Small Gun, Right Pocket
Pocket carry’s exploded over the last few years, and there’s a good reason for it: There exists no other way to carry a small pistol or revolver that is as simple or as convenient. That said, not all pockets even come close to being created equal.
If possible, bring your unloaded EDC pocket gun in its holster with you to the store’s dressing room and — again, with the pistol or revolver unloaded — see how well it and the new pants in question interact. Practice a draw or two. The handgun should remain in a consistent position when you move, and you should ideally be able to get a firing grip on the gun before you draw. If you’re ordering from an online retailer, make sure it has a solid return policy before ordering. Atop that, run a quick Google search of the brand of the pants and the words “concealed carry pocket carry.” You may not be the first person to consider employing them as part of your EDC, and reading some reports from other concealed carriers may well save you a good deal of time and trouble.
Loop Yourself In
If you already have a preferred style of belt, you’re going to want to be certain that the belt loops on your new pants are compatible. Over the last decade, it’s become less and less likely that your belt will be too wide for the pants you prefer; it’s now almost as common that the belt loops on your pants will be too large. As the “rigger’s belt” units with enormous Cobra-style buckles become more popular in the tactical sports world, you can end up with loops that are as oversized for your 2-inch Instructor belt as the loops on your jeans are for your dress belt. Measure twice, buy once.
Put It All Together
Not only can it be difficult to find a single set of pants that best addresses all of your EDC needs, it’s basically impossible. The pants that work best with your pocket holster will almost assuredly not be as appealing when it comes to how well they facilitate flashlight carry. The pair that fits the best will probably not have pockets that work best for your pocket holster. These are realities that you’ll have to mitigate, and you may even want to isolate the single issue that is most important to you and then modify your EDC from there. You may end up moving to an IWB holster so you can avail yourself of the pants that make it easiest to carry a flashlight, reload and trauma bandage. You may have to find a quality belt-mounted flashlight and magazine carrier in order to continue pocket carrying. Only you will be able to make such decisions.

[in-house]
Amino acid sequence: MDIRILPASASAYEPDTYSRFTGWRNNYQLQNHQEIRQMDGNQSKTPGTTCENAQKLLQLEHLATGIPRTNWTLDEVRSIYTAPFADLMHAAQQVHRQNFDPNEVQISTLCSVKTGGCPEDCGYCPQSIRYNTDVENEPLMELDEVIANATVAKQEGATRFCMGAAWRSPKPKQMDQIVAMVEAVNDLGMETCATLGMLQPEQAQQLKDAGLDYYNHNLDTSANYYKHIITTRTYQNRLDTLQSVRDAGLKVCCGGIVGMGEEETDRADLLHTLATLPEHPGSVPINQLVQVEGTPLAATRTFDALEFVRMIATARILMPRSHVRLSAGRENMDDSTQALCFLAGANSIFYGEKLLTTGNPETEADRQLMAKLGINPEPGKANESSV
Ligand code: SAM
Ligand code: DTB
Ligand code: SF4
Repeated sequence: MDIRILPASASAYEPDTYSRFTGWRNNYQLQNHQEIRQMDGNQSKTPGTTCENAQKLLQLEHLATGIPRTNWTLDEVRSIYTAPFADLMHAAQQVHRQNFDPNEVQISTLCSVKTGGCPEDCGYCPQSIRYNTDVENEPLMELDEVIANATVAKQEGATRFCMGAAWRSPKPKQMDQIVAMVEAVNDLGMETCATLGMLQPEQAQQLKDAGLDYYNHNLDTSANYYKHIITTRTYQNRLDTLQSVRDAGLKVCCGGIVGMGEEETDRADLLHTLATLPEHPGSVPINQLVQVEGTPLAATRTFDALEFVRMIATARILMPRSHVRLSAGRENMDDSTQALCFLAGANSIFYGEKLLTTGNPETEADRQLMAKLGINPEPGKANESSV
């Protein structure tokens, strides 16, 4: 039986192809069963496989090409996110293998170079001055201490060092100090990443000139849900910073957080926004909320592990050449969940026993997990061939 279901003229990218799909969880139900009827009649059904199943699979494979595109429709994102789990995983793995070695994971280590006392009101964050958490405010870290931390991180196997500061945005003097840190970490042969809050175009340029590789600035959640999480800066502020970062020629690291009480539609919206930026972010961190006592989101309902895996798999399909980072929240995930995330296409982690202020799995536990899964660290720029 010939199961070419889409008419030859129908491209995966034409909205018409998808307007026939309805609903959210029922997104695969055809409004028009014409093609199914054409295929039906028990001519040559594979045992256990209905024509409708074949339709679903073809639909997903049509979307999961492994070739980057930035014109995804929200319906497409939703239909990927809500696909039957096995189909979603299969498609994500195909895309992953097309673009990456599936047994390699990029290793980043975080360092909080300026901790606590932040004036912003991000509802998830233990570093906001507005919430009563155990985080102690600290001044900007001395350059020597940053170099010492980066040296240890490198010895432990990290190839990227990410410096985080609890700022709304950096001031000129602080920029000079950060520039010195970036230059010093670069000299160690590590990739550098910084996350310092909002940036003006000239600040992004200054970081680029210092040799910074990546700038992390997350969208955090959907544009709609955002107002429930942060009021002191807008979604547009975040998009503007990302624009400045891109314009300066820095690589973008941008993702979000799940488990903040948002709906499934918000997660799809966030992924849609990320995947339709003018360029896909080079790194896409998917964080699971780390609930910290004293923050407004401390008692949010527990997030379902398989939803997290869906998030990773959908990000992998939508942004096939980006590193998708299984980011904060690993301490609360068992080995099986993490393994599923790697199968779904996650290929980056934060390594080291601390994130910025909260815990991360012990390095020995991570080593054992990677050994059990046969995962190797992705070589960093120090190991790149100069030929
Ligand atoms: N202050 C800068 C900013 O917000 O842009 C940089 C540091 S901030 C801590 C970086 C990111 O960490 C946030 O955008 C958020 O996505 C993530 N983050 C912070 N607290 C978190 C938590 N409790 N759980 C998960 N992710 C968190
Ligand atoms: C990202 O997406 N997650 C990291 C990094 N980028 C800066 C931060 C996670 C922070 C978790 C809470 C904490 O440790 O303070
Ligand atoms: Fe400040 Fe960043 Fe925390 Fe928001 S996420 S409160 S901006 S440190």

However you decide, just remember to take it nice and easy. Unless you really enjoy buying new clothes, take it slow and do your best to cover as many bases as you can. There’s nothing wrong with a set of $20 units from Galls, and a $200 pair from a borderline-custom tactical tailor can make as much sense depending on the circumstance. Like I so often say here in CCM, the key is to think about this kind of thing now, before you have to make the decision, in order to maximize your chances of choosing wisely. No one wins when decisions get rushed, and like with your holster, I’d rather you be able to buy once and not cry at all.